About The Vertical Axis

Its much easier to compensate for yaw generated by ailerons and a nose-mounted engine if you understand whats going on and can anticipate it.


Conventional airplanes have three primary flight controls: ailerons to manage rolling about the longitudinal axis, elevators/stabilators to establish and maintain the desired pitch about the lateral axis, and a rudder to deal with any yawing moments around the vertical axis. All three of these axes meet and pass through the airplanes center of gravity and, when used correctly, are coordinated to produce smooth, efficient flight. If one spends much time listening to the old-timers populating FBO pilot lounges, todays pilots dont know how to use the rudder to


manage yaw, especially when flying an older airplane or one with a tailwheel.

For the most part, theyre right-few pilots trained in a modern, tricycle-gear airplane or coming out of the various “puppy farms” use the rudder skillfully. That doesnt mean those pilots are unsafe; it just means the airplanes theyve flown are designed so as to not require good rudder skills to fly smoothly. (Once they move into multi-engine airplanes, they tend to get rudder religion; if they ever earn the taildragger endorsement, they tend to become members of the choir.)

Regardless, one of the keys to effective rudder use is understanding yaw. In other words, before we can understand everything the rudder has to offer, we have to understand how and why the airplane yaws about its vertical axis. It comes in different flavors, and from different sources.

Adverse Yaw

A type of yaw with which most of us are familiar is adverse yaw, produced by aileron deflection. The sidebar at right discusses in greater detail how adverse yaw is generated. Its effect is to yaw the airplanes nose in the direction opposite the desired turn when the ailerons are deflected. Adverse yaw works to retard the ailerons effectiveness by delaying the airplanes heading change until either corrected with rudder or the bank angle forces heading change in the desired direction.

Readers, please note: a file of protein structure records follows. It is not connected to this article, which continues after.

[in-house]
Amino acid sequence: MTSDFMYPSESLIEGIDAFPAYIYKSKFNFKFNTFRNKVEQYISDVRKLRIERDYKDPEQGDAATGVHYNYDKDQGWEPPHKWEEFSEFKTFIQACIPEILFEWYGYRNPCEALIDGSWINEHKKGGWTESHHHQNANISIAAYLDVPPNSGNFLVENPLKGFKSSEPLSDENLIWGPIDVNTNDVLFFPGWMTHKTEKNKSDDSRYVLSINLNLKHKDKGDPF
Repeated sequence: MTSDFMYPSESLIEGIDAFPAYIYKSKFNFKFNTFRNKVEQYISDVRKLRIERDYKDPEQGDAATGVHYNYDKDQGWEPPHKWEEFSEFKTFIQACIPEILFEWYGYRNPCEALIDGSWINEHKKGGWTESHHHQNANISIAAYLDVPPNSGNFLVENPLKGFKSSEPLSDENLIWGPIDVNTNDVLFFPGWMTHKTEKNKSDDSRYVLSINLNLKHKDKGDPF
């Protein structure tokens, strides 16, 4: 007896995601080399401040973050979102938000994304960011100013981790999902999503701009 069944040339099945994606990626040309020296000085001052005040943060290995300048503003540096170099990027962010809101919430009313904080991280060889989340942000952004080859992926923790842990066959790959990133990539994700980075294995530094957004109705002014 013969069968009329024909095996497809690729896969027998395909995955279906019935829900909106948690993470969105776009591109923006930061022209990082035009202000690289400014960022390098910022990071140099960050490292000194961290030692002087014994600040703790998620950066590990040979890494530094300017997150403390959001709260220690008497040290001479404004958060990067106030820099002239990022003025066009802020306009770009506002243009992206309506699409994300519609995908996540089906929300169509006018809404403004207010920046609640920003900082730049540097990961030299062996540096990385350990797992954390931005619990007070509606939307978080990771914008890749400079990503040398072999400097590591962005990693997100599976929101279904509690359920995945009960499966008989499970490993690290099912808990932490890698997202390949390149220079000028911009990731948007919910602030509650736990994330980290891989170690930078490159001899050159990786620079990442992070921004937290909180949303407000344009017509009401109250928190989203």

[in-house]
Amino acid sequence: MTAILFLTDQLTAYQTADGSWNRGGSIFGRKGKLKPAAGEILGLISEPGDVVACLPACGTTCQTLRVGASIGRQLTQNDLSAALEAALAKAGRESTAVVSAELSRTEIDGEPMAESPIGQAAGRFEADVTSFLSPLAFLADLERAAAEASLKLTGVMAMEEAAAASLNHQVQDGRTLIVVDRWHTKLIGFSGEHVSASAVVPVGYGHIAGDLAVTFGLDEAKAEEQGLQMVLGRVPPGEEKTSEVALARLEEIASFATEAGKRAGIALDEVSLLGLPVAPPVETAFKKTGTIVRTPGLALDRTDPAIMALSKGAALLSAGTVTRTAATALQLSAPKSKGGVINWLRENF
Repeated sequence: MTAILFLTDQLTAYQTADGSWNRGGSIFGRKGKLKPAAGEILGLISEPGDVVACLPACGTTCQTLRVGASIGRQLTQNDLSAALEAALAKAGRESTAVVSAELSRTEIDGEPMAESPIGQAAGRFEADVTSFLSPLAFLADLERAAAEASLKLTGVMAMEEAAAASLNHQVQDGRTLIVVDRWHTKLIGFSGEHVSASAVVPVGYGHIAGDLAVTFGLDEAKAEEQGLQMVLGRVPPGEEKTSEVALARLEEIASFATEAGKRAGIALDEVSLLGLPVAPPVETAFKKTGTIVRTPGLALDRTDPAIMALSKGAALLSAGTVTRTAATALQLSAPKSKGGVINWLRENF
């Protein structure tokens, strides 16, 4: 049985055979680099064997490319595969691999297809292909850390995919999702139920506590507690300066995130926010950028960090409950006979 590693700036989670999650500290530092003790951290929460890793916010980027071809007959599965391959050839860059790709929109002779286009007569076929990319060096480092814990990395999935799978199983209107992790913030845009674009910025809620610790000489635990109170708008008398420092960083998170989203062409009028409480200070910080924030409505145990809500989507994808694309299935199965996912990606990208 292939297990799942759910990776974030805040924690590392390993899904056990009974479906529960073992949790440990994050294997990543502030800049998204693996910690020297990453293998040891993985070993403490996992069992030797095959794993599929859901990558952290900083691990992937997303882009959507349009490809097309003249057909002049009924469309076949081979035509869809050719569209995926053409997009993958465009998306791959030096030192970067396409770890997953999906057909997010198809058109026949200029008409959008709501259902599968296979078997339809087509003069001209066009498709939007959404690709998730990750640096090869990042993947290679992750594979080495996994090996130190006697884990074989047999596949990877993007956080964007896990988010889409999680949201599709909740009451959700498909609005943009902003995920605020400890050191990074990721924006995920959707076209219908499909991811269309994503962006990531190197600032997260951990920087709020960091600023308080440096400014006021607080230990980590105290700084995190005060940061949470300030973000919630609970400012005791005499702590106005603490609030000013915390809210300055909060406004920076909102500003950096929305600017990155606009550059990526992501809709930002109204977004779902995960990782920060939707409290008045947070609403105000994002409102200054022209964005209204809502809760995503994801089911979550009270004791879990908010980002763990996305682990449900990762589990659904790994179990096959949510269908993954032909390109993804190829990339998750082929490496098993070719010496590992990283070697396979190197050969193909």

In extreme examples-chiefly older airplanes employing early aileron design and sailplanes with wide control surfaces-casual aileron input slews the airplanes nose in the opposite direction. The turn wont begin until rudder is applied in the turns desired direction.

Shallow banks can be established without any heading change, thanks to adverse yaw. Since thats not necessarily desirable aerodynamic behavior, improved aileron designs were developed to minimize it. Again, those pilots familiar only with modern airplanes employing ailerons designed to minimize adverse yaw havent had much, if any, experience with adverse yaw and have grown accustomed to a rather immediate roll in the desired direction after aileron input. However, regardless of how modern the airplane is or how well-designed are its ailerons, theres going to be some adverse yaw generated whenever aileron input is applied.

Compensating for adverse yaw is as easy as adding rudder input simultaneously with aileron-or even adding it before beginning a roll if the airplanes design requires it. One of the keys here is knowing the airplane will want to yaw away from the intended turn direction, anticipating that behavior and compensating for it. This isnt rocket science, but using the rudder at the same time as we apply aileron is the hallmark of a skilled, competent pilot. It also helps ensure a coordinated turn, something for which we should be striving anyway.